Fiesta, fiesta!

Whew — what a weekend!

We went to the Point Grey Fiesta on Saturday in time for the parade. What can I say? I have a weakness for men on motorcycles and people who throw candy at me.

On the way, I made my kids practice saying, “I’m sorry, I’m not allowed to shake your hand until my school is seismically upgraded,” but Christy Clark didn’t show up.

From the parade, we went to the fair for some ferris wheeling and bumper car bumping. Then — for me at least — it was off to a CWILL BC graphic novel workshop led by Kathryn Shoemaker.

It’s a good thing I stopped eating mini donuts when I did. I needed all my powers of concentration to put a chapter of an early reader into graphic novel form. It’s harder than you’d think! For me, the most enlightening point of the afternoon was about interior monologue. I had always thought of graphic novel scripts as the equivalent of movie scripts, but, as Kathie pointed out, they’re not. In a graphic novel, you can show what the character is thinking and what the character is saying. You can even do it at the same time.

It makes the whole genre more interesting…

The un-event

Oh. My. Goodness.

Here is the introduction I was supposed to give for Robert Heidbreder at UBC’s Authorfest last Thursday evening:

I was very excited to accept this opportunity, because my 7-year-old daughter is one of Robert’s biggest fans. She discovered his work last year when her grade-one class read Don’t Eat Spiders, and she’s been chanting his poetry around the house ever since.

Doing my research for today, I learned that Robert was an elementary school teacher for 30 years. In 2003, he won the Prime Minister’s Award for teaching excellence. It was during his time as a teacher that Robert began writing for young children.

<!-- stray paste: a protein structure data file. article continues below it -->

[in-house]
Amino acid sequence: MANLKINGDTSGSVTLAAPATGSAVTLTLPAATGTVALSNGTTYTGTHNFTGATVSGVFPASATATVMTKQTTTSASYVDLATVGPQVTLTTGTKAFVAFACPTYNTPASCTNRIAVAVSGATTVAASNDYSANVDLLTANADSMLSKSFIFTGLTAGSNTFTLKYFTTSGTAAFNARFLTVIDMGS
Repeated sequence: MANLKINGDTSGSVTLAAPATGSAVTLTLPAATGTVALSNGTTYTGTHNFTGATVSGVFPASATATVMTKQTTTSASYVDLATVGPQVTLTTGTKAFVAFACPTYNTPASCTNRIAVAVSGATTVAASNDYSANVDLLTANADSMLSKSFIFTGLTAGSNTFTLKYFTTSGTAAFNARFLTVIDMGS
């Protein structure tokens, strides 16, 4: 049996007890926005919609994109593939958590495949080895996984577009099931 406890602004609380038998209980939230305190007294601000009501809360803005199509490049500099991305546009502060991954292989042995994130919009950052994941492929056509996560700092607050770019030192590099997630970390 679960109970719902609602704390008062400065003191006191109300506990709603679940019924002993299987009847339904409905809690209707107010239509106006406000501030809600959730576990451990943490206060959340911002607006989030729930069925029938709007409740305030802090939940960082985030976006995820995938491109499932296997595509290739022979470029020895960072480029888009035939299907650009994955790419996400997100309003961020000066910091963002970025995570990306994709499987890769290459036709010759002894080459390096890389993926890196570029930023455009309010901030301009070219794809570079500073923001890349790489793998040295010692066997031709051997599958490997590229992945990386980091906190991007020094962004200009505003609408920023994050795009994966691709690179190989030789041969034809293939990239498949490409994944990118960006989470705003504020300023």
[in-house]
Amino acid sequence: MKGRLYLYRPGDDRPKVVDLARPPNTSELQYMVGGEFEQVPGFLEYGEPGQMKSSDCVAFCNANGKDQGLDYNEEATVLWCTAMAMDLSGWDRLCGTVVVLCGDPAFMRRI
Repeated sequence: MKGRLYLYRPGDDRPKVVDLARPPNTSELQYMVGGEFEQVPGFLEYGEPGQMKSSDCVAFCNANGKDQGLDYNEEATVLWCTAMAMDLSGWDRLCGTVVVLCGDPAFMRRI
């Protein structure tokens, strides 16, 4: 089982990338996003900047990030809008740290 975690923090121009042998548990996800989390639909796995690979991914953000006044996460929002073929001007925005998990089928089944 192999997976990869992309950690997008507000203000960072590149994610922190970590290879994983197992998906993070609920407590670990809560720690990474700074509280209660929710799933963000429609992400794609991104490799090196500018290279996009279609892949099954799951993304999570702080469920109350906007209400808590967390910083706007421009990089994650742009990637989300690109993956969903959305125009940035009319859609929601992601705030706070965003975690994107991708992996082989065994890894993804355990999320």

I’m sure those kids in his classroom inspired Robert, but when I read a book like Lickety-Split, I see something else. Something that obviously helped Robert be as good a teacher as he is a writer.

Even though he’s an adult, by the looks of him, he’s managed to keep his child-like sense of humor. His wonder and sense of discovery and curiosity.

Kids look at the world from a different point of view, and it’s not just because they’re only three feet tall.

I recently walked through my kitchen, where my kids were playing with Tinker Toys. I heard my daughter tell my son: “We’re really good at this. We could probably be real spaceship designers, if anyone would hire a seven-year-old and a five-year-old.”

Childhood is another planet, and most of us, sometime around grade seven or eight, we move to a place that doesn’t spin quite so fast or bounce quite so much. Robert… well, judging by his work, I don’t think he ever moved off that planet. He has a little more bounce and spin than most of us.

I am thrilled to introduce him here today.

But I didn’t introduce him, because I was busy looking like this…

…except with more wrinkles. I had the flu, and it was a doozie.

So, I missed Authorfest. Thankfully, the lovely Kathryn Shoemaker filled in for me. A friend came and collected my son for the morning. I was supposed to organize a fundraising contribution for my daughter’s class, and another friend took care of that. Min came home from work early to feed the kids lunch.

It was almost worth being sick just to remind myself of all the wonderful people in my life.

Almost.